Vance Ehmke drove between Amy and Dighton Tuesday, looking at Kansas wheat fields covered with pockmarks and broken stems.

The Lane County farmer raises wheat for seed production, and Monday night he and many other producers were hit by a devastating band of hail that stretched from Sharon Springs to Kinsley.

“I’m just driving around looking at these fields,” Ehmke said. “Every field from Amy to Dighton is 100 percent gone or 95 percent gone.”

Pockmarks from falling hail covered fields at Ehmke’s farm just south of the town of Amy. The farm rests on the edge of the swath and saw pea-sized hail, but Ehmke still estimated a loss of six to 10 quarters — all for seed production.

The path of hail through Scott, Lane and Ness counties followed closely to Kansas Highway 96. Ehmke said the damage was evident about two miles south of the highway and four miles north of it.

“North of 96 it’s like a giant lawnmower chopped it up,” he said. “All that’s left is little pieces of wheat stubble.”


An amazing image from GOES 16 satellite imagery tonight. Check out the white streak! That is all the (cold) hail that piled up with the thunderstorm from Colorado through Scott and Lane counties. We received a report of 6" of baseball size hail in Lane county. Amazing! #kswx

— NWS Dodge City (@NWSDodgeCity) May 15, 2018


Barry Schwien, a crop insurance agent and appraiser with High Plains Farm Credit in Ness City, saw areas of no damage to total loss through Lane and Ness counties. One client on the Ness/Lane county line reported lost acres and broken windows in his home. Another located eight miles south of Ness City said his wheat crop was a total loss.

“It followed 96 and came right through Dighton, then moved a little to the south,” Schwien said. “It started out way out west in Colorado and came through five to six miles wide that whole way.”

He said that whole stretch likely has total destruction at the core and partial damage on the edges.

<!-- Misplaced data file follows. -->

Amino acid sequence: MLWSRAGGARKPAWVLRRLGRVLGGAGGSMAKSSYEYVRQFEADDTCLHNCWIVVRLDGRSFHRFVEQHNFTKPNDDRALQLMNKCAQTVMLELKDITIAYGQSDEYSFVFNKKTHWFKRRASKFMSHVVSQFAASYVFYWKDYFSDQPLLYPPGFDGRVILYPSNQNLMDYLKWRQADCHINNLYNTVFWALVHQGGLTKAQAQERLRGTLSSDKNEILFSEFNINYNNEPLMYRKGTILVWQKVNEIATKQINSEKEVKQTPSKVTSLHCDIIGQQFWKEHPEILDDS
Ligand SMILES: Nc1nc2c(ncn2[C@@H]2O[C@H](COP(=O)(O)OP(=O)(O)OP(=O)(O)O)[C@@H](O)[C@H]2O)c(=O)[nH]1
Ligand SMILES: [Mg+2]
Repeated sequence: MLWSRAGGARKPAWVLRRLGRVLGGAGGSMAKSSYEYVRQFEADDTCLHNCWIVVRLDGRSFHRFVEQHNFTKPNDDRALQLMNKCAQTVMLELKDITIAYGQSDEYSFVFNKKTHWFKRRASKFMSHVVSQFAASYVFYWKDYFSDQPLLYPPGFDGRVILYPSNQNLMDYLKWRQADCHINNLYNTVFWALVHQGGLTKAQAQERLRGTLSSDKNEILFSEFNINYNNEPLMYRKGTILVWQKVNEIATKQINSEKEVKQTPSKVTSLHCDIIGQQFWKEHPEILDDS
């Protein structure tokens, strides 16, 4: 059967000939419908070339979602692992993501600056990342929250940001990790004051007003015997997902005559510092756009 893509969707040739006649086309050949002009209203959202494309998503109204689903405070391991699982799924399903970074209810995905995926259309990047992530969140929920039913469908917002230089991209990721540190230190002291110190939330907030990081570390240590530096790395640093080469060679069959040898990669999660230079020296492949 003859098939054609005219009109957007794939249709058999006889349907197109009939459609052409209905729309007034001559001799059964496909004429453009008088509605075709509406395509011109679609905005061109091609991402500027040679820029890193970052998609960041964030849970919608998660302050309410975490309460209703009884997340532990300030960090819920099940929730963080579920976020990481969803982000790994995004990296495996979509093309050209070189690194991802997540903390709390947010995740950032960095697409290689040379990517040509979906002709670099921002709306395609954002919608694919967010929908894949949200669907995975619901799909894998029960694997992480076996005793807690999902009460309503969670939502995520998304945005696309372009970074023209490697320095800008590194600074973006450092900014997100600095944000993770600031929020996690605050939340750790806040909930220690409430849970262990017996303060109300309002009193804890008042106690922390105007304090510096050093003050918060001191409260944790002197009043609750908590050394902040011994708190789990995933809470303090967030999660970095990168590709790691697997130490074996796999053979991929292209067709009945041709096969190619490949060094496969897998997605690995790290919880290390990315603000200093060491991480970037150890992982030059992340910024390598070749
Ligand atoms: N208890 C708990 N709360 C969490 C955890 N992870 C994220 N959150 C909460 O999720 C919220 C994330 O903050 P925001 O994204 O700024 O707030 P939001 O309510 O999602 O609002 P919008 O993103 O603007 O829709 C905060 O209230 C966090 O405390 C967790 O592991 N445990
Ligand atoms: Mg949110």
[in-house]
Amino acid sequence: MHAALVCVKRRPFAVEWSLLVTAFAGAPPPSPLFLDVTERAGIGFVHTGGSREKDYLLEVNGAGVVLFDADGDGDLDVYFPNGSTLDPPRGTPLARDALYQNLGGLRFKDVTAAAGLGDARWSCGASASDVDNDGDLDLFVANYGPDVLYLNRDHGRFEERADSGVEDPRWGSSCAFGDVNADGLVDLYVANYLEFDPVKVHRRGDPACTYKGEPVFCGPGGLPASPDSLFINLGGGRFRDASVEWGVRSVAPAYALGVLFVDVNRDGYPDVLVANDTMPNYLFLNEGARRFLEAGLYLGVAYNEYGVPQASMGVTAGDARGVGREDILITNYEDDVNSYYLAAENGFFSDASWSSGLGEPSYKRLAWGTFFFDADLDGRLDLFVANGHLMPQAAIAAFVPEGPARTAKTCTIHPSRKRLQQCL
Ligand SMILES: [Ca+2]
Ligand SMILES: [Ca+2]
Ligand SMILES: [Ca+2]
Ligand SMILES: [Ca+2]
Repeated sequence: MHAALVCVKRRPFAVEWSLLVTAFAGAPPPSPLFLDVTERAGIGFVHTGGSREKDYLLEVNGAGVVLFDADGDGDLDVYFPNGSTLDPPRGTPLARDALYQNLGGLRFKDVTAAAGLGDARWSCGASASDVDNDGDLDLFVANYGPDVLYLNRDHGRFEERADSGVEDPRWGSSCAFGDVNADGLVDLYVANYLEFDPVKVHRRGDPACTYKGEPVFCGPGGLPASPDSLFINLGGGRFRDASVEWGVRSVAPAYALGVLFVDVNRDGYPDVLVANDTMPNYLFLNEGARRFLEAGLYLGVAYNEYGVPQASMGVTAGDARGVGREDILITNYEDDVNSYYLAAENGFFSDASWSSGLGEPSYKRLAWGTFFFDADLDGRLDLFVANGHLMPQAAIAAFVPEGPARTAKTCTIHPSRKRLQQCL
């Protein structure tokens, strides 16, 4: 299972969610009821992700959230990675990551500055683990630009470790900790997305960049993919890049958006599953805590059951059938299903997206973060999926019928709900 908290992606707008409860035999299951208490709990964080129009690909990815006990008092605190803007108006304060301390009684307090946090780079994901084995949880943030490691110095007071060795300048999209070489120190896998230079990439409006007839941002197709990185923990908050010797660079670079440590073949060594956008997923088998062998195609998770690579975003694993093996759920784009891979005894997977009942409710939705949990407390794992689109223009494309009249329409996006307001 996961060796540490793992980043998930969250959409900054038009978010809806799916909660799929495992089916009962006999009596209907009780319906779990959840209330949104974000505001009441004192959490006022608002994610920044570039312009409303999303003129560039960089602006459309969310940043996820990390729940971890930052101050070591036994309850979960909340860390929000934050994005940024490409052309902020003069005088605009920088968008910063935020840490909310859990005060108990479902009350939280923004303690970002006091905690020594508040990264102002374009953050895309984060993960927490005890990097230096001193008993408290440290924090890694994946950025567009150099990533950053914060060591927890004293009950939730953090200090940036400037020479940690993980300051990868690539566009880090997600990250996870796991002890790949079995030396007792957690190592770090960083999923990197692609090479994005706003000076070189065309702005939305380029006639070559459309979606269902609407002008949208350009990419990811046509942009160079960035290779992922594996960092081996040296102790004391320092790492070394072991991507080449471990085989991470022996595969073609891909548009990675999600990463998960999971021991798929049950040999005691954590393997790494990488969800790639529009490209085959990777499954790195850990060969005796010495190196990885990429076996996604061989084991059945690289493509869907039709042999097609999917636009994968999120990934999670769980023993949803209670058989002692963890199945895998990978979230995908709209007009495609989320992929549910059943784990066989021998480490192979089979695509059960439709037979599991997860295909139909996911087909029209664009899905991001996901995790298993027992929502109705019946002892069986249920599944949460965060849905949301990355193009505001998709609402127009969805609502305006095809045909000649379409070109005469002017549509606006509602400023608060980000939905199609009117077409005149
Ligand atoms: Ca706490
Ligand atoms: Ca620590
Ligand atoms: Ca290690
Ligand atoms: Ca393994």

A hailstone measuring six inches across was reported in Lane County, according to the National Weather Service in Dodge City.

Other areas north of K-96 reported anywhere from ping pong ball- to baseball-sized hail. In many areas, the stones were delivered by wind gusting at over 70 miles per hour.

“Getting hailed out in the middle of the worst drought in 144 years,” Ehmke sighed. “How does that happen?”

Wheat in western Kansas has suffered the effects of severe drought throughout growing season. The crop was small and behind in its development stage with little hope for moisture in sight. Ehmke did, however, record .75 of an inch of rain from the storm.

Moisture won’t mean much with destroyed plants, leaving many producers in Ehmke’s shoes: driving around and deciding what to do next.

Ehmke spoke with his claims adjuster for crop insurance Tuesday. One options is to destroy any remaining wheat in the fields and collect a full crop insurance claim, then replant next season.

“I don’t know if that’s a viable option for some of these fields,” Ehmke said. “Some have no crop residue left at all, so people may want to plant milo just to get some groundcover.”

Schwien agreed with Ehmke.

“Most farmers will probably take 100 percent of their crop insurance on their wheat and then try to plant milo into their fallow ground,” he said.

While providing ground cover to hold down soil, planting milo also allows producers to keep at least partial insurance coverage on the new crop. Schwien said insurance claims are usually filed within seven days of damage and encouraged any producers who have not contacted their agent to do so as soon as possible.

The year has been uncertain and often harsh to wheat producers and the latest adversity is just another on a list that includes drought, freeze damage, limited yield potential and more.

Ehmke managed to pull one positive out of the situation as he drove through battered fields.

“A lot of Lane and Scott county farmers will be paying a lot less income tax this year,” he said.